Any softening of tone utilized by Rowhani and his American-educated foreign minister, Javad Zarif, would not represent any actual change in Tehran’s foreign policy towards Syria

Majid Rafizadeh

Only last week, Qasem Soleimani, the commander of the Quds Force, told a gathering of top and ruling clerics in Tehran that Iran would support President Assad “to the end.” The leaders and decision-makers of the nation have been very clear about their geopolitical stance towards Syria; Tehran has repeatedly vowed that it will never allow the Assad regime to collapse.

Along with sending advanced military equipment and troops, Tehran continues to give millions of dollars of credit to shore up Syrian funding in order to support its army budget and Assad’s economy.

In addition, this conflict brings about the ideological aspect of Iranian clerical involvement in Syria. The officer in the footage points out, “the war is that of Islam versus the nonbelievers. Good versus evil,” later adding, “this front is supported by Hezbollah. The fighters are Iranians, Hezbollah, the Iraqi and Afghan Mujahideen, and others. The opponents are Israel, Saudi Arabia, Turkey, Qatar… funded by the Emirates, plus America, England, France and Europe.” In response to an interview question, the Iranian officer points out that they are on the side of good because they follow the orders of Iran’s Supreme Leader Ayatollah Ali Khamenei.

This is indicative of the ideological beliefs held by the supreme leader, Iran’s Revolutionary Guard Corps and Tehran’s ruling coalition claiming that they are the “true” Muslims, while the rest of the world, including Westerners, countries in the region and other Arab states are nonbelievers. According to these leaders, the genuine and correct form of religious and ideological belief is that of Shiism.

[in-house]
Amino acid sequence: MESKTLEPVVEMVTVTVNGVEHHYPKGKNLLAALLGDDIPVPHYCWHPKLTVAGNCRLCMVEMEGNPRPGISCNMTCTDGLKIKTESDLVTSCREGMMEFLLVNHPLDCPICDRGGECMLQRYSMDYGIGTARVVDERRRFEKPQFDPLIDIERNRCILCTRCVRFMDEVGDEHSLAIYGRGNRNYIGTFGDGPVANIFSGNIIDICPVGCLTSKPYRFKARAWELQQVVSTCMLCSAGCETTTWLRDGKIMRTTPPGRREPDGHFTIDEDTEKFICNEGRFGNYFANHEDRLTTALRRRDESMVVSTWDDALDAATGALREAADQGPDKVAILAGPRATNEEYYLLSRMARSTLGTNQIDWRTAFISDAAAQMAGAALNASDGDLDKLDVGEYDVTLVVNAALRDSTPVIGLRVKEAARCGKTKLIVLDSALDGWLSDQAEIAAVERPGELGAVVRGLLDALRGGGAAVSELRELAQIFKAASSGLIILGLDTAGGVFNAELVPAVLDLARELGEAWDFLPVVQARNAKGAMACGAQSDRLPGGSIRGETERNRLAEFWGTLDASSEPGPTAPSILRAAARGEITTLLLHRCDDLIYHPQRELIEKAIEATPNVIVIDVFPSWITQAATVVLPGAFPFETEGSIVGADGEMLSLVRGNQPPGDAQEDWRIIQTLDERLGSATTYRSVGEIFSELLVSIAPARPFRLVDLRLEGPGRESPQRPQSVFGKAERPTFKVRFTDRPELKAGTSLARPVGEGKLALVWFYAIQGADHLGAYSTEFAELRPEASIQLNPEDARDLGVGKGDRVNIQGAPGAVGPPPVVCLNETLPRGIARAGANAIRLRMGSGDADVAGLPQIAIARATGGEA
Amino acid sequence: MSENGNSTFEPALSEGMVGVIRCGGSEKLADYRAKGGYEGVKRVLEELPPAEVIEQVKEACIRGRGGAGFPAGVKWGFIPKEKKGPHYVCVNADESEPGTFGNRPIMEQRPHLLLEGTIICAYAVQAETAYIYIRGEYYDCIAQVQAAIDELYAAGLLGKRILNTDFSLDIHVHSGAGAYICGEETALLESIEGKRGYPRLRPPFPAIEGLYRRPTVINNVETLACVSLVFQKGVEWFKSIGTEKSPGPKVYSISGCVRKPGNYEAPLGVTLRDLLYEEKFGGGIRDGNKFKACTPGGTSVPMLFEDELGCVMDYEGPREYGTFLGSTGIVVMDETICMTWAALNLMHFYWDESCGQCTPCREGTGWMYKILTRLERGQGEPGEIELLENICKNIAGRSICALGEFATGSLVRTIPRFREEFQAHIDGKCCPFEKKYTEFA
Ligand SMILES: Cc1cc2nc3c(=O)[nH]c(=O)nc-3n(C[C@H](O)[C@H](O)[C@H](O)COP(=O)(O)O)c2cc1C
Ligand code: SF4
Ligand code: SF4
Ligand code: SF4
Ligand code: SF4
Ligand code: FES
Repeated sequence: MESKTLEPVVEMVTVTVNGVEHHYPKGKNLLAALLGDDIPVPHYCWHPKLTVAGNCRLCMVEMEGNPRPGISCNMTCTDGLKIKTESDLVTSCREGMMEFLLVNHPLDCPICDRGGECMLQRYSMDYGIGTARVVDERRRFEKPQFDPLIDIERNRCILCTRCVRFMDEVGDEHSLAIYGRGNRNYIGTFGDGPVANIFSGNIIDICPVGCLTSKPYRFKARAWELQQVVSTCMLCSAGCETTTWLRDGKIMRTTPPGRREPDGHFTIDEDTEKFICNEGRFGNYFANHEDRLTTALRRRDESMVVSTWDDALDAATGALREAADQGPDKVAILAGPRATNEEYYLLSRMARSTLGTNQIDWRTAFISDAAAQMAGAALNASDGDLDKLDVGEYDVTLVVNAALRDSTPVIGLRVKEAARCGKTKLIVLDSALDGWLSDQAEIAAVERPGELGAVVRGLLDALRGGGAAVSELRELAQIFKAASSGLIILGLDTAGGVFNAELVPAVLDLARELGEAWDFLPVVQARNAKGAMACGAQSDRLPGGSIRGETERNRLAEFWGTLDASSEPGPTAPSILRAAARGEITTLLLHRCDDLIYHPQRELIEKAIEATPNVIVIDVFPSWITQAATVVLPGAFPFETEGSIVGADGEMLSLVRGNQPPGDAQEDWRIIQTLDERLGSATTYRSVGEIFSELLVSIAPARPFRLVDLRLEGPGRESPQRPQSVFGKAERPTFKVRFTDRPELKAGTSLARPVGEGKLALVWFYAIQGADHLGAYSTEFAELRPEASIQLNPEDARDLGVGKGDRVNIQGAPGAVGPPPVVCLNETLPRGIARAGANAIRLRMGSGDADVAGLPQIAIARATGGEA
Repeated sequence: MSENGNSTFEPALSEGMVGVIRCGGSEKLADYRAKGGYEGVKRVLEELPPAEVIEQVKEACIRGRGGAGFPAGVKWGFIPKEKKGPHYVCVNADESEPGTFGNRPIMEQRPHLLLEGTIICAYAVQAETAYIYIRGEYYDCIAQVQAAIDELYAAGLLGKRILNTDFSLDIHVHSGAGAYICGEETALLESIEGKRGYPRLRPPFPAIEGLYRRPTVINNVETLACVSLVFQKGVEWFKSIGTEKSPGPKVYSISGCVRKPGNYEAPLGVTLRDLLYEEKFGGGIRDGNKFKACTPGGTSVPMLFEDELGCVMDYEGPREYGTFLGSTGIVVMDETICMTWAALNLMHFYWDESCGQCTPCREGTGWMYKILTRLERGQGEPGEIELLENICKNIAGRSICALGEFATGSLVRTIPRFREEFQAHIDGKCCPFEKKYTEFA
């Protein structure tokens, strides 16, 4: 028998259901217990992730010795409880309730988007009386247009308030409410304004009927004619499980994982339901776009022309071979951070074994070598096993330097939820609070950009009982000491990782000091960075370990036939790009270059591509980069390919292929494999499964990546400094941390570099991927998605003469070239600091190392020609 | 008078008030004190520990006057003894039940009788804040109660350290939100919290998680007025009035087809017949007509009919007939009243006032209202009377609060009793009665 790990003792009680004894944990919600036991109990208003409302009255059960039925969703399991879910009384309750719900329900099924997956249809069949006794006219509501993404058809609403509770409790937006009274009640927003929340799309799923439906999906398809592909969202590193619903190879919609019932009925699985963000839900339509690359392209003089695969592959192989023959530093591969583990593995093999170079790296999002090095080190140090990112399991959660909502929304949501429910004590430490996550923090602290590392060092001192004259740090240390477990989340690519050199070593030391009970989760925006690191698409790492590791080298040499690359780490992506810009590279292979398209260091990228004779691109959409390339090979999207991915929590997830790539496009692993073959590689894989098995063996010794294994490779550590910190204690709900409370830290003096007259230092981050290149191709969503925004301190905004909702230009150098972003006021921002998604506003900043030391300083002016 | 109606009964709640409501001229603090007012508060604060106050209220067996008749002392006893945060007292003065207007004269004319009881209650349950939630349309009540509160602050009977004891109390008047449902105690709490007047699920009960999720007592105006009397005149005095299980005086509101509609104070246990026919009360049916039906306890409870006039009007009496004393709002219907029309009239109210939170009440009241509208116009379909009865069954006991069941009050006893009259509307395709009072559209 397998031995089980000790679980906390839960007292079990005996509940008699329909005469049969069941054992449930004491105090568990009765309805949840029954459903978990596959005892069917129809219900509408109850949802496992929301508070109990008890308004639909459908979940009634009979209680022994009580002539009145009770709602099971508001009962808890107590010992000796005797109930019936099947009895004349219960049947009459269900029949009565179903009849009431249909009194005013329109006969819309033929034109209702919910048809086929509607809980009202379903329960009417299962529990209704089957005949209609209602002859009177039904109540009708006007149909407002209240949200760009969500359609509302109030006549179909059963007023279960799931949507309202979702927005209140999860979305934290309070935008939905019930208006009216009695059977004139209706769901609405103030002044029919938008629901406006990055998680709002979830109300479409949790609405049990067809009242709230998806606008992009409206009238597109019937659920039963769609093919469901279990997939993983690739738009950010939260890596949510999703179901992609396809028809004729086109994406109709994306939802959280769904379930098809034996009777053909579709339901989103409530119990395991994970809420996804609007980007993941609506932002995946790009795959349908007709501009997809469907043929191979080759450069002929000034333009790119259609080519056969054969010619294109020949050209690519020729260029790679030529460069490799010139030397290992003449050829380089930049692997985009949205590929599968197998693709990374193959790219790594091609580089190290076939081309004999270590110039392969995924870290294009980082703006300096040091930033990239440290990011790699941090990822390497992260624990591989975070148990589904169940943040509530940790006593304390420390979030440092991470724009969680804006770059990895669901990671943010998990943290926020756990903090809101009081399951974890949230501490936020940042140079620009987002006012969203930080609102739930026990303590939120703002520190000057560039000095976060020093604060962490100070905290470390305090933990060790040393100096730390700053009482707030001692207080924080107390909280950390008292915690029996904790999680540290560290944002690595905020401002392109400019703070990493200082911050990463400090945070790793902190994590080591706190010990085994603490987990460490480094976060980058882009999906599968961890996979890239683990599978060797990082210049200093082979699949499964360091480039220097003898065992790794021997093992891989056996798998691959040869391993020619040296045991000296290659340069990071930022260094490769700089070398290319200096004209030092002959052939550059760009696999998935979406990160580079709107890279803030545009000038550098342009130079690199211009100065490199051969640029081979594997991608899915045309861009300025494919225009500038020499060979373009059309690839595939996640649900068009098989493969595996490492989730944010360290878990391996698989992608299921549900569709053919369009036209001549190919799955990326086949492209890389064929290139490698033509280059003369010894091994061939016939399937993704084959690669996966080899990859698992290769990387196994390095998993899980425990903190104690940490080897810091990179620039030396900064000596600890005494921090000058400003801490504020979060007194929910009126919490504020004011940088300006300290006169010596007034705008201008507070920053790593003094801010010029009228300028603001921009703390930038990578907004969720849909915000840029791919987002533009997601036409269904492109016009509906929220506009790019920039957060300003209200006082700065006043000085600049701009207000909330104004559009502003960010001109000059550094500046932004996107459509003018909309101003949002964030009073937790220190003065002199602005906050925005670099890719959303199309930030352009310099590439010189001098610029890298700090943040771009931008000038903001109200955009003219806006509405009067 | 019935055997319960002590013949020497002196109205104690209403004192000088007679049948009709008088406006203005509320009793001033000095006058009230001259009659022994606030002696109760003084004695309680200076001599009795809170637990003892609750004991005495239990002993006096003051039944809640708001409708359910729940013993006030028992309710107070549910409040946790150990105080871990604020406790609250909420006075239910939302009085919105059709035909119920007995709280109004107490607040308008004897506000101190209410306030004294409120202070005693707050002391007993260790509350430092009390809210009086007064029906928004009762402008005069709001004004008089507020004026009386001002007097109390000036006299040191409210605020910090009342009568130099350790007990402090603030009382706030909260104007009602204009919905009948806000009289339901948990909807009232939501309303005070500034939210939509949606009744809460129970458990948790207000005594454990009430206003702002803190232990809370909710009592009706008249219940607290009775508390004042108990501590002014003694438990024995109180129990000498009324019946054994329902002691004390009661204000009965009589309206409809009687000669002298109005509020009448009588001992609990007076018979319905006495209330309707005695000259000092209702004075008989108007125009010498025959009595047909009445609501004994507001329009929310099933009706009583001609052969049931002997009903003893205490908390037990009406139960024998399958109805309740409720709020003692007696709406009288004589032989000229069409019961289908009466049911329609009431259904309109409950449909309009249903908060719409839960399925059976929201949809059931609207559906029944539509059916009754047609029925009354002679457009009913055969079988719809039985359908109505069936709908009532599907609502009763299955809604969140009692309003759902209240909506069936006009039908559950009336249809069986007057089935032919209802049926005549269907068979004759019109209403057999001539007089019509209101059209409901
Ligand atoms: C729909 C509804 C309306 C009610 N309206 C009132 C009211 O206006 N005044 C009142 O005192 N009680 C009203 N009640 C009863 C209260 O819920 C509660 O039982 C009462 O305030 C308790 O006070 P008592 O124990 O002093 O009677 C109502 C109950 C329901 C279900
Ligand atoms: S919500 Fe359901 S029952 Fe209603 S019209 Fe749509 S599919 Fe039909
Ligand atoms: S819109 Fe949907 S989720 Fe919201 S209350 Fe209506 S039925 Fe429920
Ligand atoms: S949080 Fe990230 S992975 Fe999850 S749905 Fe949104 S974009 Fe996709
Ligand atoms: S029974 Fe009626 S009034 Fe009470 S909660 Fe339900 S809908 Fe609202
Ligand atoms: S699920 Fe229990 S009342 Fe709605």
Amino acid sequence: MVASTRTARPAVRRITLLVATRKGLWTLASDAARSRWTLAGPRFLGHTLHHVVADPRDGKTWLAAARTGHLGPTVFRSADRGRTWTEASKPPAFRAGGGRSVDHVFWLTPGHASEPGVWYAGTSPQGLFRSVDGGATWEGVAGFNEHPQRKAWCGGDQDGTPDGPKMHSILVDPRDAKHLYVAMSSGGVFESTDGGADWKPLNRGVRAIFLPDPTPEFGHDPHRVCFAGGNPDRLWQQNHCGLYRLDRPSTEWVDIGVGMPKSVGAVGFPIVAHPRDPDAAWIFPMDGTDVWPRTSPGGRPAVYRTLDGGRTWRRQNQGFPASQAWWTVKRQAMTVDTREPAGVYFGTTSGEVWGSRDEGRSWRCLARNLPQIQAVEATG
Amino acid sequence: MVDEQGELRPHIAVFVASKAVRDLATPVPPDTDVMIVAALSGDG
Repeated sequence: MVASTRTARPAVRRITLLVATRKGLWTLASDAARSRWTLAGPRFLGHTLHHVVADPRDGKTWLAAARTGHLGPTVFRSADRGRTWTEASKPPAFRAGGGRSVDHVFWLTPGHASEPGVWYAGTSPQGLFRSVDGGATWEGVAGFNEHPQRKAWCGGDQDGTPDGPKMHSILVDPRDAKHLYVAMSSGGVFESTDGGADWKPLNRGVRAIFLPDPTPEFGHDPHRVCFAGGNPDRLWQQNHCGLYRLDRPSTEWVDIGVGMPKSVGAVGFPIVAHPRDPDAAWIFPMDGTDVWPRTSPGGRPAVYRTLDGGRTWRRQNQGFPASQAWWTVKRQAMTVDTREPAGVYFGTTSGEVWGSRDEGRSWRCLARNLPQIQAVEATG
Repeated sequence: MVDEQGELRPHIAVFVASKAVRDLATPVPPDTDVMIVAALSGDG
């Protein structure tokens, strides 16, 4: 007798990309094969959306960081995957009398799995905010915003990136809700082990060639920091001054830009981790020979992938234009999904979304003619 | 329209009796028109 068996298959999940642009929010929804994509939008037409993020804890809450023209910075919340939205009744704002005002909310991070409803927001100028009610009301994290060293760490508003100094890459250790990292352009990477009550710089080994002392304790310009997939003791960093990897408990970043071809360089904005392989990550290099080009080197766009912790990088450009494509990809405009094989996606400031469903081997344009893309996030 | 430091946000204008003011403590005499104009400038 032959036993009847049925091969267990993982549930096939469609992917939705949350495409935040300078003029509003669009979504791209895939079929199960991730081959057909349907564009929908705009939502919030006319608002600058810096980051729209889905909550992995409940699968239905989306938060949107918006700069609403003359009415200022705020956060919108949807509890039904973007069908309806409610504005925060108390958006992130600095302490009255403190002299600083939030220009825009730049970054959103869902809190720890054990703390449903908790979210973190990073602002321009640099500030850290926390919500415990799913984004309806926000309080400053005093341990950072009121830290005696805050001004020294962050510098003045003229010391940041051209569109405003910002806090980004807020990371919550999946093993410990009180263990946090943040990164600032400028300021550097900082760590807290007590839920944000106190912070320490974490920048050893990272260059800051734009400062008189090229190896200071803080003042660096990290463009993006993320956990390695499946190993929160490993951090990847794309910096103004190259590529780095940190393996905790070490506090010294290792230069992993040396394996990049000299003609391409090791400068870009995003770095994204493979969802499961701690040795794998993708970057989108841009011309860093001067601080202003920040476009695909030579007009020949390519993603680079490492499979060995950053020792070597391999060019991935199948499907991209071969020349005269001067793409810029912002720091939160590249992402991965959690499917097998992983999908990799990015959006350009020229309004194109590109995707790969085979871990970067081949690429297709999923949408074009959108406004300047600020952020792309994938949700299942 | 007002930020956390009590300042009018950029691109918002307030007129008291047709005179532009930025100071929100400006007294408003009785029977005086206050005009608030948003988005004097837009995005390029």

The Islamic Republic of Iran has moved beyond its political and military role engaging in a proxy war in Syria to dominating the top military, decision-making and command apparatuses of the Assad regime. Tehran’s military, political and economic dominance in various parts of Syria has become increasingly prominent.

Under the presidency of Hassan Rowhani, the shift in Iran’s foreign policy towards Syria has become manifested in an increase of arms deliveries, billions of dollars of credit to the Assad regime and a concentrated attempt to totally dominate Syria geopolitically and ideologically.


Dr. Majid Rafizadeh, an Iranian-American scholar is president of the International American Council based in Washington DC. He is on the board of Harvard International Review at Harvard University and a member of the Gulf project at Columbia University. Formerly, he served as ambassador for the National Iranian-American Council based in Washington DC, conducted research at Woodrow Wilson International Center for Scholars and served as a scholar at Oxford University. He can be reached at [email protected]. Twitter: @MajidRafizadeh